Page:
Edgler enjoyed destroying beauty. He would torture victims with knives and tools. The author does not show the torture/killing scenes in detail. Instead they are told or referred to and the reader sees the bodies after. I was fine with that. But I also would have been ok with more details and gore.
A few times Chyna recalls life with her mother Ann. Ann lived a nomadic life with different boyfriends, drinking, and drugs. One boyfriend killed people in Chyna’s presence. Ann enjoyed watching murder. Chyna growing up with Ann was a story of hiding, self protection, and not being cared for. In contrast, I loved the way Chyna treated and cared for Ariel.
I love that Koontz does not use tired cliches. He creates his own. They please me. Here are a few examples:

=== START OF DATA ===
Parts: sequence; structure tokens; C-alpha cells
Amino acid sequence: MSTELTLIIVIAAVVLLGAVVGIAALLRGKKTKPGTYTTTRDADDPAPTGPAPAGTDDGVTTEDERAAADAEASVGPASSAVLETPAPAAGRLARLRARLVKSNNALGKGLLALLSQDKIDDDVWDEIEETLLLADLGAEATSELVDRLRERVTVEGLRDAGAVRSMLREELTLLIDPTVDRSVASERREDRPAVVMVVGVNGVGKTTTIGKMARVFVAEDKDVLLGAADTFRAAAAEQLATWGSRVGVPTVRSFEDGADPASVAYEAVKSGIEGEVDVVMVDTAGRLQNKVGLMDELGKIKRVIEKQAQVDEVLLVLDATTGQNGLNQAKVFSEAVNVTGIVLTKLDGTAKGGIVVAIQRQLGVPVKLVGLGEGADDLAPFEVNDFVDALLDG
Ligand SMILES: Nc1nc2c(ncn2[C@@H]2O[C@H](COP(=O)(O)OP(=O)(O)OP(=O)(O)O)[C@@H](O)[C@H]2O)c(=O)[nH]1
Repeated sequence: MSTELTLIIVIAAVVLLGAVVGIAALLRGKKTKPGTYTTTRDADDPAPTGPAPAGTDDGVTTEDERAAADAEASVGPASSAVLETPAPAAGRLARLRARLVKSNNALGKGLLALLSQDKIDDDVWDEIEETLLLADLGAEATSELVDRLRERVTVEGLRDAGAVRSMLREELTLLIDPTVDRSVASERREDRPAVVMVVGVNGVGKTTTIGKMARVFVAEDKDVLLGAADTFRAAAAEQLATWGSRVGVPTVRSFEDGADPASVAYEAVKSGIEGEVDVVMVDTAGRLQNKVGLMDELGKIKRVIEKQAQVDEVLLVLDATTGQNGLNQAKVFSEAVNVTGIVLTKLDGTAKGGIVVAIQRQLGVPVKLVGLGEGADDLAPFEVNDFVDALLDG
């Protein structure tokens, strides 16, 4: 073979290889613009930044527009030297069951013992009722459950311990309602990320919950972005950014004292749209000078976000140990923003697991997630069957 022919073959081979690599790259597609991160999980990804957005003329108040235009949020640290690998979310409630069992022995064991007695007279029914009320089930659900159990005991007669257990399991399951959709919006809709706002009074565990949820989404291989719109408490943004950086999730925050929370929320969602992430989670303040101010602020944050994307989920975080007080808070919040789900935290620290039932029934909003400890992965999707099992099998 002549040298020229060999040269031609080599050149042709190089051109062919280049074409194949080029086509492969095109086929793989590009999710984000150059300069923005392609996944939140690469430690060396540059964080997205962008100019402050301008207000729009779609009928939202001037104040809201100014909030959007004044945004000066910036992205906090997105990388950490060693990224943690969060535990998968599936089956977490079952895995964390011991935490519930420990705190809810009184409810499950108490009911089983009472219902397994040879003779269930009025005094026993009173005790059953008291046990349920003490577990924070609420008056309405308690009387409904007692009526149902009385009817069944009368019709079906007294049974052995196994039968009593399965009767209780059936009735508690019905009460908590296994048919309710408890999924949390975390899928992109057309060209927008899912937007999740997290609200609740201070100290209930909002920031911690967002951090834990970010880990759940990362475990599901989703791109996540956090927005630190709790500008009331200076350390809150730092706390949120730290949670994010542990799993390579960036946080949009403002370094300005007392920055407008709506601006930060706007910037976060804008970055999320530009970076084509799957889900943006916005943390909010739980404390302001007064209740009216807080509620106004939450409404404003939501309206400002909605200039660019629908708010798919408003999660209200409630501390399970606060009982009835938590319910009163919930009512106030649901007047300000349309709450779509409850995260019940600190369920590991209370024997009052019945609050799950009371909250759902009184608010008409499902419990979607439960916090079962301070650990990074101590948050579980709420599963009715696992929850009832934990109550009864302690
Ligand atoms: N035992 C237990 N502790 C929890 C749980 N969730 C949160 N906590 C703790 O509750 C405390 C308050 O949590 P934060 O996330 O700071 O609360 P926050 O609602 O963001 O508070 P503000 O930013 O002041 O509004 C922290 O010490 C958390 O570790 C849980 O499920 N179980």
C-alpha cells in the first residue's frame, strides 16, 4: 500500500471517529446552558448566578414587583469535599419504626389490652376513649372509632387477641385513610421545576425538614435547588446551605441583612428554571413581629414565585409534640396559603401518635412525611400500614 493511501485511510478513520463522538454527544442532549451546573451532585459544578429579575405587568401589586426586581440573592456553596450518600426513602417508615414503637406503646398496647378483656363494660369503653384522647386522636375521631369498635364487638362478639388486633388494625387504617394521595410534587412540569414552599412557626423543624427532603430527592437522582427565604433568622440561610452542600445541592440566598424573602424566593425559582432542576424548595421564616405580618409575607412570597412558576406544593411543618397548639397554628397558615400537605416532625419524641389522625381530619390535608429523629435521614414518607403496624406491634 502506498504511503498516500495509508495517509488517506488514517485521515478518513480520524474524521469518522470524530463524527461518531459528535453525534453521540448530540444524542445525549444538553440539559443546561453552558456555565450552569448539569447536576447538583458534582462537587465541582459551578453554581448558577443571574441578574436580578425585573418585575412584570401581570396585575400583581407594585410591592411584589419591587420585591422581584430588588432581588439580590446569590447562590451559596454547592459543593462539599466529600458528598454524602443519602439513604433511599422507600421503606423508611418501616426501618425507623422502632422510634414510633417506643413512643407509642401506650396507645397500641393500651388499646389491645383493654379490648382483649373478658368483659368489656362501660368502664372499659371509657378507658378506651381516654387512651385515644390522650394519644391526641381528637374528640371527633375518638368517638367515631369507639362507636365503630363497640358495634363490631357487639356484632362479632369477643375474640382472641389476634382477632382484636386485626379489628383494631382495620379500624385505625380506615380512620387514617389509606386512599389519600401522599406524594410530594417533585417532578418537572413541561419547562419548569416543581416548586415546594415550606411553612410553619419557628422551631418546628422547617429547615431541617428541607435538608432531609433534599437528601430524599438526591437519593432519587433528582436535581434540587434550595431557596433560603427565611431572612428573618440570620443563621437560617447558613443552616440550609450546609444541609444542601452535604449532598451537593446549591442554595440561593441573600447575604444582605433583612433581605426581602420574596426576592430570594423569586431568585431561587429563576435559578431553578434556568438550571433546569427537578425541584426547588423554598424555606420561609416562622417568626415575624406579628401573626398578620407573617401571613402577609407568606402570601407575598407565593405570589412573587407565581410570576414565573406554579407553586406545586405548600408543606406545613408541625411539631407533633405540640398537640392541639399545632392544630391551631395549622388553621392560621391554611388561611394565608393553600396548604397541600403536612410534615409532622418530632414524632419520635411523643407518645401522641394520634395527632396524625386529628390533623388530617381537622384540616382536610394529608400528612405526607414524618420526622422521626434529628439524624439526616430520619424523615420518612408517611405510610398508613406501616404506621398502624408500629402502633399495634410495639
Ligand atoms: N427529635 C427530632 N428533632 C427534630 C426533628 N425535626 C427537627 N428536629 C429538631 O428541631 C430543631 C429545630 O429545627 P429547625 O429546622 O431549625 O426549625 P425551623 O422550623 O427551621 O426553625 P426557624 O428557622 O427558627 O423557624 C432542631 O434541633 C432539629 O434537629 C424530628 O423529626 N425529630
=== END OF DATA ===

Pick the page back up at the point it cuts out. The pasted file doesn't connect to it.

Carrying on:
She was in an old testament mood, unwilling to turn the other cheek just now.
She was baking and nourishing a loaf of panic, plump and yeasty.
The car will tumble ass over tea kettle if it goes over the edge.
The narrator Kate Burton was fabulous. She used a style so appropriate for the intense sentences with pauses. She enhanced the experience.
Genre: suspense thriller.
Ending: good guys win.
If you love Dean Koontz, you will absolutely love this one. From start to finish you are totally absorbed by the characters. I could almost hear the sounds as the girl listened for the murderer.
Very suspenseful. I was listening to it alone in my apartment and I could not turn out the light. I loved it.
This is one of those listens that improves as familiarity progresses. To begin with I found the whole thing a bit slow with background descriptions leaning towards the excessive, but once things get moving you will soon be carried along in the rush. The narrator puts a lot of effort into the presentation and generally succeeeds very well.